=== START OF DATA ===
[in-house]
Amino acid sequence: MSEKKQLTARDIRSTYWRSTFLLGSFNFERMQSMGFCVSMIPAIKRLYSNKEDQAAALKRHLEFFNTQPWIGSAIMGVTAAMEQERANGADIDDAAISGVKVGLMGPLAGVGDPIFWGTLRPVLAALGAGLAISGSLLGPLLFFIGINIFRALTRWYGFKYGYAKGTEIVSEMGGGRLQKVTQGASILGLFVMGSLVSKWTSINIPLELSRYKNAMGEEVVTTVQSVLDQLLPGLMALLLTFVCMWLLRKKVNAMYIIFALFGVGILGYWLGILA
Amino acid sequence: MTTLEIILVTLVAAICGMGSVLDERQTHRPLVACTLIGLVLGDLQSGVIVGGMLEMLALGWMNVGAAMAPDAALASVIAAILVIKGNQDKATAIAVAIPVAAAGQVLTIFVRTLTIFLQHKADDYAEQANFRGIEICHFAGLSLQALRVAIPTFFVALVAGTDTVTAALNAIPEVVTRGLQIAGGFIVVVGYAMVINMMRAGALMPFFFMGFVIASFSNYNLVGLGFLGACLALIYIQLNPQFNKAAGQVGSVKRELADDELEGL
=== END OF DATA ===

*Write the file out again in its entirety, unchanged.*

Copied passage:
[in-house]
Amino acid sequence: MSEKKQLTARDIRSTYWRSTFLLGSFNFERMQSMGFCVSMIPAIKRLYSNKEDQAAALKRHLEFFNTQPWIGSAIMGVTAAMEQERANGADIDDAAISGVKVGLMGPLAGVGDPIFWGTLRPVLAALGAGLAISGSLLGPLLFFIGINIFRALTRWYGFKYGYAKGTEIVSEMGGGRLQKVTQGASILGLFVMGSLVSKWTSINIPLELSRYKNAMGEEVVTTVQSVLDQLLPGLMALLLTFVCMWLLRKKVNAMYIIFALFGVGILGYWLGILA
Amino acid sequence: MTTLEIILVTLVAAICGMGSVLDERQTHRPLVACTLIGLVLGDLQSGVIVGGMLEMLALGWMNVGAAMAPDAALASVIAAILVIKGNQDKATAIAVAIPVAAAGQVLTIFVRTLTIFLQHKADDYAEQANFRGIEICHFAGLSLQALRVAIPTFFVALVAGTDTVTAALNAIPEVVTRGLQIAGGFIVVVGYAMVINMMRAGALMPFFFMGFVIASFSNYNLVGLGFLGACLALIYIQLNPQFNKAAGQVGSVKRELADDELEGL